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Do Family Wealth Shocks Affect Fertility Choices? Evidence from the Housing Market Boom and Bust

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  • Michael F. Lovenheim
  • Kevin J. Mumford

Abstract

While there is a great deal of literature focusing on the relationship between income and fertility, little is known about how wealth affects fertility decisions of the household. This paper fills this gap in the literature by investigating how changes in housing wealth affect fertility. In particular, we use the wealth variation supplied by the recent housing boom and bust to generate exogenous variation in household wealth. We first conduct a state-level aggregate analysis to investigate how the birth rate is related to housing prices using differences in the timing and size of the housing market boom and bust across different states over time. We then conduct an analysis using restricted-use data from the Panel Study of Income Dynamics that allows us to track how women’s fertility behavior is related to individual-level housing price growth. The demographic and geographic controls in the PSID allow us to control extensively for any confounding effects driven by household selection across different cities or neighborhoods, and we find that for homeowners, a $10,000 increase in real housing wealth causes a 0.07 percent increase in fertility. We find little effects of MSA-level housing price growth on the fertility of renters, which supports our identification strategy. That increases in housing wealth are strongly associated with increases in fertility is consistent with some recent work showing a positive income effect on births, and our estimates are suggestive that the large recent variation in the housing market could have sizeable demographic effects that are driven by the positive effect of housing wealth on fertility.

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Bibliographic Info

Paper provided by Purdue University, Department of Economics in its series Purdue University Economics Working Papers with number 1228.

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Length: 33 pages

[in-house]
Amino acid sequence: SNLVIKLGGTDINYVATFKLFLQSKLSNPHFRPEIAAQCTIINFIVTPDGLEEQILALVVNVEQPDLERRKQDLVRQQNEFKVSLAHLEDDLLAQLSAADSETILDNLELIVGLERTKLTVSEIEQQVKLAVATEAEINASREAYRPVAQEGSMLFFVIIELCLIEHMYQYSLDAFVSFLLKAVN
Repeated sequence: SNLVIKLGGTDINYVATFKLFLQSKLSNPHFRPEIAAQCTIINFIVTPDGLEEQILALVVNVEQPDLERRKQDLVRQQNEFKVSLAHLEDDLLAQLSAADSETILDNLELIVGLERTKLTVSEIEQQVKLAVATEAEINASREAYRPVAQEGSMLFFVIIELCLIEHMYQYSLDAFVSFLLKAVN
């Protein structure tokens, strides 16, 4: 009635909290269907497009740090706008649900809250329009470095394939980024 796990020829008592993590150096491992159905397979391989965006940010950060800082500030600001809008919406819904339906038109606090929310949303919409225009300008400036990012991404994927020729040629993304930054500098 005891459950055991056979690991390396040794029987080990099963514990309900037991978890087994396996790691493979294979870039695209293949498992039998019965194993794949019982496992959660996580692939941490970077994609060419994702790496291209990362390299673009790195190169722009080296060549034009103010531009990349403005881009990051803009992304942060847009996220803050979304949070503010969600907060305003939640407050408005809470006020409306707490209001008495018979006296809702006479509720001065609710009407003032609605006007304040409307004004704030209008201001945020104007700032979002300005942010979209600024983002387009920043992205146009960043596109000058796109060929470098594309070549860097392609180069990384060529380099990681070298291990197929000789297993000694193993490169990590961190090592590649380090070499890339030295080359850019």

Date of creation: Jan 2010
Date of revision:
Handle: RePEc:pur:prukra:1228

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  1. Case, Karl E. & Quigley, John M. & Shiller, Robert J., 2012. "Comparing Wealth Effects: The Stock Market versus The Housing Market," Department of Economics, Working Paper Series qt6px1d1sc, Department of Economics, Institute for Business and Economic Research, UC Berkeley.
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  6. Larry E. Jones & Alice Schoonbroodt & Michèle Tertilt, 2008. "Fertility Theories: Can They Explain the Negative Fertility-Income Relationship?," NBER Working Papers 14266, National Bureau of Economic Research, Inc.
  7. George B. Roberts, Chairman, Universities-National Bureau Committee for Economic Research, 1960. "Demographic and Economic Change in Developed Countries," NBER Books, National Bureau of Economic Research, Inc, number univ60-2, octubre-d.
  8. John Y. Campbell & João F. Cocco, 2005. "How Do House Prices Affect Consumption? Evidence From Micro Data," NBER Working Papers 11534, National Bureau of Economic Research, Inc.
  9. Alma Cohen & Rajeev Dehejia & Dmitri Romanov, 2007. "Do Financial Incentives Affect Fertility?," NBER Working Papers 13700, National Bureau of Economic Research, Inc.
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  16. Orazio Attanasio & Laura Blow & Robert Hamilton & Andrew Leicester, 2005. "Booms and busts: consumption, house prices and expectations," IFS Working Papers W05/24, Institute for Fiscal Studies.
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Cited by:
  1. Huttunen, Kristiina & Kellokumpu, Jenni, 2012. "The Effect of Job Displacement on Couples' Fertility Decisions," IZA Discussion Papers 6707, Institute for the Study of Labor (IZA).
  2. Fichera, E.; & Gathergood, J.;, 2013. "House Prices, Home Equity and Health," Health, Econometrics and Data Group (HEDG) Working Papers 13/01, HEDG, c/o Department of Economics, University of York.
  3. Lisa J. Dettling & Melissa Schettini Kearney, 2011. "House Prices and Birth Rates: The Impact of the Real Estate Market on the Decision to Have a Baby," NBER Working Papers 17485, National Bureau of Economic Research, Inc.
  4. Richard Disney & John Gathergood, 2013. "House Prices, Wealth Effects and Labour Supply," Discussion Papers 13/02, University of Nottingham, School of Economics.

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